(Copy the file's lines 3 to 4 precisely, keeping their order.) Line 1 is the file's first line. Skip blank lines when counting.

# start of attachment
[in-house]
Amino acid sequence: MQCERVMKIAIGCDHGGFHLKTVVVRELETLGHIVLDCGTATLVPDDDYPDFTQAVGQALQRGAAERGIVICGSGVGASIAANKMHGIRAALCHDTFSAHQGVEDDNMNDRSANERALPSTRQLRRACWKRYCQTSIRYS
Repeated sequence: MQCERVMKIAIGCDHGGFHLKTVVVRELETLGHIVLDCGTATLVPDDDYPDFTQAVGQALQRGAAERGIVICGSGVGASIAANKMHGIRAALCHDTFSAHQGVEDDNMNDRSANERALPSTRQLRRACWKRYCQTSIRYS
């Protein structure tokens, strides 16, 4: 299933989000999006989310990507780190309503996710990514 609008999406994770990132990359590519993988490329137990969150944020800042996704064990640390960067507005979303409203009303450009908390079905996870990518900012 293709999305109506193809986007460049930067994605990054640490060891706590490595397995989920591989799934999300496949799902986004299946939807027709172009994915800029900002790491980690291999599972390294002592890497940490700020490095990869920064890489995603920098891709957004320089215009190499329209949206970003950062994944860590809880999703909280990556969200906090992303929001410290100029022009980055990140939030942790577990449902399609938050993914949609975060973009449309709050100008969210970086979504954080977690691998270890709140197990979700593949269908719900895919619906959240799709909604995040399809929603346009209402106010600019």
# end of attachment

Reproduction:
Repeated sequence: MQCERVMKIAIGCDHGGFHLKTVVVRELETLGHIVLDCGTATLVPDDDYPDFTQAVGQALQRGAAERGIVICGSGVGASIAANKMHGIRAALCHDTFSAHQGVEDDNMNDRSANERALPSTRQLRRACWKRYCQTSIRYS
């Protein structure tokens, strides 16, 4: 299933989000999006989310990507780190309503996710990514 609008999406994770990132990359590519993988490329137990969150944020800042996704064990640390960067507005979303409203009303450009908390079905996870990518900012 293709999305109506193809986007460049930067994605990054640490060891706590490595397995989920591989799934999300496949799902986004299946939807027709172009994915800029900002790491980690291999599972390294002592890497940490700020490095990869920064890489995603920098891709957004320089215009190499329209949206970003950062994944860590809880999703909280990556969200906090992303929001410290100029022009980055990140939030942790577990449902399609938050993914949609975060973009449309709050100008969210970086979504954080977690691998270890709140197990979700593949269908719900895919619906959240799709909604995040399809929603346009209402106010600019």